“Pollution should never be the price of prosperity” – Al Gore. As the supreme species of the universe, we have not left any stone unturned to build ourselves a lavish lifestyle. Evolving through time, we have successfully converted our wants to our needs. We want it all, from wishing to stay at a great place to eat the best food to traveling worldwide and creating experiences. But we have hardly paused to wonder what could be the cost of our actions to the environment?
The numerous natural disasters and the recent pandemic have brought us a mirror to reflect on our actions. Though dedicated environmentalists and scientists have kept hinting at the carbon footprint we generate in our ecosystem; the bad times gave us many opportunities to reform what's wrong so far. Have we been able to learn from these mistakes? Only time will tell. Picking out one of the many harms we cause to the environment, let’s understand the impact of sand mining, why it is done and how it is a serious global environmental issue.
Sand is one of the important raw materials used in the line of building and construction. Since urban mobility is at a rising point, it is estimated that we mine about 50 metric tonnes of sand every year globally. Sand mining primarily implies the extraction of sand from anywhere; it could be an open pit, beaches, river beds, dunes, etc. About 85% of the extraction that happens has sand and other earthly materials. There is a huge demand for sand by the construction business and toothpaste and other businesses (sand is an ingredient in toothpaste). According to environmentalists, some mining operations cause irreparable damage to the ecosystem.
What is the Impact?
1. Corrodes River Bed
Since river sand has great quality and does not need much processing, it is preferred the most for businesses. However, with excess mining, rivers tend to change course, depleting the aquatic system within. Moreover, there is a marked negative impact on groundwater recharge.
2. Bank Erosion
Instream mining leads to bank erosion, thus losing the fisheries’ productivity and biodiversity. Angular grains and silica sand from river beds are used to make windows and screens for phones and laptops. Timber resources, fauna, and wildlife habitats in the riparian area visibly get damaged depending on the magnitude of mining and sedimentation.
3. Affects the Infrastructure
Sand mining exposes the buried pipelines, underground supporting structures and undermines bridges. Additionally, gravel mining also damages public and private properties.
4. Decreases Water Quality
Instream mining causes sedimentation and causes the disposition of certain particulates, which depletes the water quality. Moreover, oil spills during accidents of machinery and vehicles concern people who use water for domestic purposes.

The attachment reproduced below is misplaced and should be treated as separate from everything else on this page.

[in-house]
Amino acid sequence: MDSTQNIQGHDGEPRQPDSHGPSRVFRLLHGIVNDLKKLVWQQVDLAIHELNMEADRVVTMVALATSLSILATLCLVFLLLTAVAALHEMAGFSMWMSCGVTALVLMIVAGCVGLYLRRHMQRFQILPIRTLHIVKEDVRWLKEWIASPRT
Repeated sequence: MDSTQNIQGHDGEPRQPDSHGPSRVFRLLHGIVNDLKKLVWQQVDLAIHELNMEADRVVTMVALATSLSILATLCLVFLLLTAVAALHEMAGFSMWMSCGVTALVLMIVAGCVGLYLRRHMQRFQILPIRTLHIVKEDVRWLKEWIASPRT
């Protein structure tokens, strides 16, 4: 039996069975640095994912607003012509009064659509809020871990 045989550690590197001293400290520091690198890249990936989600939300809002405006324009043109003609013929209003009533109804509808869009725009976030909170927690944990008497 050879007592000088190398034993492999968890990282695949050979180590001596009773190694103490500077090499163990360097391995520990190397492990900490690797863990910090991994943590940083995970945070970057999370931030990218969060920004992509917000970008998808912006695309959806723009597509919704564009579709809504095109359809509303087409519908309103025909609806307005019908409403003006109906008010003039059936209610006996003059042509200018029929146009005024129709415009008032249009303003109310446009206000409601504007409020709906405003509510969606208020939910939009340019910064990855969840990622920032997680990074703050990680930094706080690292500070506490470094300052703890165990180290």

How Severe is This?
Singapore is the largest sand importer in the world as it imports sand from Indonesia, Malaysia, Vietnam, and nearby Southeast Asian countries. While Singapore intends its land reclamation, it has already put a risk of about 17500 islands of Indonesia at extinction.
Sand mafias through illegal sand mining from prohibited areas have posed severe damage to the environment, thereby disturbing the ecological balance entirely. Illegal miners have altered a beautiful beach on Morocco’s Atlantic coast to a rocky landscape.
What Can We Do?
Although there are many regulations in place concerning sand sustainability, we still have to put forth innovative ideas to reduce this global environmental issue. According to extraction principles, sand removed should be in proportion to the replenishment rate and width of the river. It is more useful to mine from a braided channel than from a narrow channel. We can also research into how we can substitute sand with other particles like rock or stone powder etc. It is high time to rethink our building design architecture to reduce sand demand to a sustainability level.
Recycling infrastructure is another way to reduce sand consumption. For example, recycling concrete to use as a base for roads, converting glass into glass sand, and using it for multi-purposes. There could be many benefits to this:
1. No extraction machinery will keep a check on air pollution
2. No sand mining will help protect the river bed and shoreline; and
3. Reusing glass waste would reduce the amount of waste dumped at the landfill.
Research suggests that PET particles found in plastics could be used to replace sand in concrete. Although it cannot altogether replace sand, it can substitute a percent of it in the sand mixture.
While technology and innovation are some ways to address this global environmental issue, strong governance is an important aspect of mining. The existing regulation standards are not enough and require proper planning and management of practices. More so, inspection should be done to rule out any illegal practice of sand mining. We need to be optimistic about clean energy and the environment. It is important to conduct sand mining in a responsible manner hereon.
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